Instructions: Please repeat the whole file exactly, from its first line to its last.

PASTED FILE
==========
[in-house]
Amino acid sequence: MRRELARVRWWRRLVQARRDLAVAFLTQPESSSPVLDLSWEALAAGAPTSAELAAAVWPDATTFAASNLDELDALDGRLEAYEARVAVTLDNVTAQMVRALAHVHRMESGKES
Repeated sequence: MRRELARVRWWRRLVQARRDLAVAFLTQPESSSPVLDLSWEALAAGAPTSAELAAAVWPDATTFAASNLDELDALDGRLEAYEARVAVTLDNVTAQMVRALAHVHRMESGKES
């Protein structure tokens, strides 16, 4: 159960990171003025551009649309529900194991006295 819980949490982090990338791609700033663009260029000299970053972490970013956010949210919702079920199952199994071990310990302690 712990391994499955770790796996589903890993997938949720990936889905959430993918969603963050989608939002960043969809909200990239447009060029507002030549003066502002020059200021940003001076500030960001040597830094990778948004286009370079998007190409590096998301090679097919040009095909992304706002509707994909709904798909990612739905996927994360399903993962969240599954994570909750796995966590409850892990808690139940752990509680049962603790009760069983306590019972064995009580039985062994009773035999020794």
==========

[in-house]
Amino acid sequence: MRRELARVRWWRRLVQARRDLAVAFLTQPESSSPVLDLSWEALAAGAPTSAELAAAVWPDATTFAASNLDELDALDGRLEAYEARVAVTLDNVTAQMVRALAHVHRMESGKES
Repeated sequence: MRRELARVRWWRRLVQARRDLAVAFLTQPESSSPVLDLSWEALAAGAPTSAELAAAVWPDATTFAASNLDELDALDGRLEAYEARVAVTLDNVTAQMVRALAHVHRMESGKES
């Protein structure tokens, strides 16, 4: 159960990171003025551009649309529900194991006295 819980949490982090990338791609700033663009260029000299970053972490970013956010949210919702079920199952199994071990310990302690 712990391994499955770790796996589903890993997938949720990936889905959430993918969603963050989608939002960043969809909200990239447009060029507002030549003066502002020059200021940003001076500030960001040597830094990778948004286009370079998007190409590096998301090679097919040009095909992304706002509707994909709904798909990612739905996927994360399903993962969240599954994570909750796995966590409850892990808690139940752990509680049962603790009760069983306590019972064995009580039985062994009773035999020794």